Zoo Atlanta Welcomes Kiazi, a Female White Rhino

On October 11, 2021, Zoo Atlanta welcomed a 19-year-old female white rhinoceros named Kiazi. Photo submitted by Zoo Atlanta

On October 11, 2021, Atlanta Zoo welcomed a 19-year-old female white rhinoceros named Kiazi to its year-old African Savanna exhibit. 

Kiazi lived in the San Diego Wildlife Alliance before moving to Zoo Atlanta, where she now lives with Mumbles, a male white rhinoceros. Mumbles is nine years younger than Kiazi and joined the zoo’s “African Savanna Exhibit” in 2020. 

“Rhinos are animals with an urgent conservation message,” Jennifer Mickelberg, Ph.D., Vice President of Collections and Conservation at Zoo Atlanta, said in a press release. “We want [the] guests to get to know Kiazi – if they have not already been permanently charmed by [Mumbles] – so that they can understand the things [rhinos] do in their daily lives, [and] to [help] preserve these extraordinary animals in the wild.”

Preservation work is crucial for white rhinoceroses, which poachers often hunt in South Africa and Asia for their valuable horns. White rhinos are particularly vulnerable to poaching due to their color, tendency to travel in packs and open habitat. 

Due to hunting, in the early 1900s, only about 50 rhinos roamed the Earth. Conservationists insisted on policy change in South Africa, and there are now almost 18,000 rhinos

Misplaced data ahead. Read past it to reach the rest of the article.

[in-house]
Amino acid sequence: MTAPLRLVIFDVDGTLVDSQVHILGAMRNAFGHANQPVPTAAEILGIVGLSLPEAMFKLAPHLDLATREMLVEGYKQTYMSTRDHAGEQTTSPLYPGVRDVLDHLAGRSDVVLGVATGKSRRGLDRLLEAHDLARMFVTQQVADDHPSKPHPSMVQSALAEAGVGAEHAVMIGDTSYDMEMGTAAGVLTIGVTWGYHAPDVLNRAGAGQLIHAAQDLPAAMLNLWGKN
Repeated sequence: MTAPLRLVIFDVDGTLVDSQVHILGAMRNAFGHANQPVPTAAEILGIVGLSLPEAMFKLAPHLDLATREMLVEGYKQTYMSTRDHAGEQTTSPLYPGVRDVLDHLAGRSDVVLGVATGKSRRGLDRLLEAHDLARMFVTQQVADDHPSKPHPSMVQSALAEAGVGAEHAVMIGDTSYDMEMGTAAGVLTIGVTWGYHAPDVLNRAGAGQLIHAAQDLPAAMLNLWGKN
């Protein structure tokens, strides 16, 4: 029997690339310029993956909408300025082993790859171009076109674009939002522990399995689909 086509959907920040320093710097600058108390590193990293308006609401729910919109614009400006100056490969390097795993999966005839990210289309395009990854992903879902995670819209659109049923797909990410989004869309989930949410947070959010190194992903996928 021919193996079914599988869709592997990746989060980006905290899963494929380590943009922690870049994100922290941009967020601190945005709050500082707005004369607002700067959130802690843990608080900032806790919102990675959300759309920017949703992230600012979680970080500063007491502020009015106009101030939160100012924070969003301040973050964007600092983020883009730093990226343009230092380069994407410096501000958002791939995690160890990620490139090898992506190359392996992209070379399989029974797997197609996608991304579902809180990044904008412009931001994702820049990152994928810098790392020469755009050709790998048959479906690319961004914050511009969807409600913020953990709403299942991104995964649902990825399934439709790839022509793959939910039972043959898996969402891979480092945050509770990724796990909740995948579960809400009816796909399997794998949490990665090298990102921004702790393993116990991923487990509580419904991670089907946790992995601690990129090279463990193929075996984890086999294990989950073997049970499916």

Atlanta Zoo participates in Species Survival Plan Programs (SSP), a series of frameworks organized by the Association of Zoos and Aquariums to manage endangered species like white rhinoceroses in captivity. The plans include paths to set goals for population management, breeding, and transferring animals.

Kiazi and Mumbles have been recommended to breed by the White Rhino [Species Survival Plan], so [Kiazi’s] move is via a [Species Survival Plan] recommendation,” the zoo stated on their official Twitter account. 

“The goal of [Species Survival Plans] which are in place for many species, is to ensure healthy, self-sustaining and genetically diverse animal populations for future generations.”

Moving a 3,500-pound rhinoceros over 2,000 miles across the United States was no easy task for zookeepers. They transported Kiazi in a large crate loaded on an 18-wheeler truck before releasing her into her exhibit at the Atlanta Zoo, where she met Mumbles for the first time. 

Zoo Atlanta has not announced when the public can see Kiazi. At Zoo Atlanta, rhinoceros’ have both an indoor and outdoor section of their habitat. 

Kiazi must become comfortable with the indoor section before venturing into the outdoors, where guests can view her as she roams.

The introduction process will take as long as needed, and the pace will be set by Mumbles and Kiazi,” Kate R., the zoo’s lead keeper, said in a press release. “Before Atlanta, [Mumbles lived] with two other male rhinos, so it has been some time since he has seen a female rhino. We anticipate Mumbles being excited to be housed with a female.”